It is citrus season in Silicon Valley. We have several trees in our yard, with my favorite being the Meyer lemon tree.
Meyer lemons are believed to be a cross between lemons and mandarin oranges. The are amazingly fragrant, less acidic than regular lemons, and slightly sweet. Their color is deeper as well, with some Meyer lemons tending towards orange.
Our tree is a prodigious producer of lemons, which is a good problem to have. A quick Google on "Meyer lemon recipes" yields countless options. My favorite find was the LA Times article "100 things to do with a Meyer lemon". My all time favorite recipe including Meyer lemons is Meyer Lemon Risotto from 101 Cookbooks.
Here's what we've done with our lemons so far:
750ml Everclear (can substitute vodka if Everclear unavailable in your area)
10 Meyer lemons
Using a vegetable peeler, remove the zest from the lemons (avoiding the white pith). Place the lemon zest and the Everclear in a glass jar and allow to sit in a cool, dark place for 30 days, stirring daily. At 30 days, begin testing the zest by removing a piece from the mash. If it breaks when bent, the mixture is ready for the next step. If it simply bends, return the mixture to the cool, dark place. Test weekly.
When ready, strain the alcohol and discard the zest. Create a simple syrup by combining the sugar and water in a saucepan over high heat. Stir frequently until sugar dissolves completely. Add the simple syrup to the infused alcohol. Bottle and refrigerate till cold. Limoncello is best stored in the freezer till ready for use.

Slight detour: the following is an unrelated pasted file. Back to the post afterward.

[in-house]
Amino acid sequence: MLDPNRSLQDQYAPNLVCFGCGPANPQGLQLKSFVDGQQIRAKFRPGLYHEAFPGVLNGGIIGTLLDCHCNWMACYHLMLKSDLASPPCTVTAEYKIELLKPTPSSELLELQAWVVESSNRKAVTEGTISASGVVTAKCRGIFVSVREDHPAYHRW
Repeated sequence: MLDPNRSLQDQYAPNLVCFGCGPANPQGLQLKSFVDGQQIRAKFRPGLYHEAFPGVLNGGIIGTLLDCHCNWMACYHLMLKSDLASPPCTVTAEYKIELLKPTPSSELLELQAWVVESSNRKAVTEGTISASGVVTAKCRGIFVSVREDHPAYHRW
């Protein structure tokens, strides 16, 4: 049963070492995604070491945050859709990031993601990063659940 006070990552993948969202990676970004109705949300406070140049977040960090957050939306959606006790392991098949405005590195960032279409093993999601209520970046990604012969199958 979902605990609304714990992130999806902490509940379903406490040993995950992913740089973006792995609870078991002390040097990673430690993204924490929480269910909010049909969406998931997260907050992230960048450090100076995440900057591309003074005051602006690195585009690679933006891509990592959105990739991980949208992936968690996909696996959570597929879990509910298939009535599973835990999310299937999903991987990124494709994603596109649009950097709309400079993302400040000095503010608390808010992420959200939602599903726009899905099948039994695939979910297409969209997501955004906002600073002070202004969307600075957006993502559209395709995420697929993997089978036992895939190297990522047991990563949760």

This recipe is an adaption of the following recipes:
Meyer Lemon Marmalade
18 Meyer lemons, quartered and thinly sliced (~ 6 cups)
5 1/3 cups water
5 1/3 cups sugar
Wash the lemons well, removing any residue. Halve the lemons length-wise twice and slice thinly. Add the lemons and the water to a non-reactive container; let sit for ~24 hours (I used the stainless steel pot in which I'll cook the marmalade). Bring the lemon / water mixture to a boil; boil uncovered until peels are soft, 25-35 minutes. Add the sugar and return to a rapid boil, monitoring temperature with a candy thermometer. When the temperature reaches 220 degrees Fahrenheit, test the mixture to see if it has jelled.
Once ready, ladle into sterilized jars and process. Step by step instructions for preserving high acid foods can be found here. You can download the PDF version by clicking here.
Our recipe is an adaption of the following recipes:
here for an example.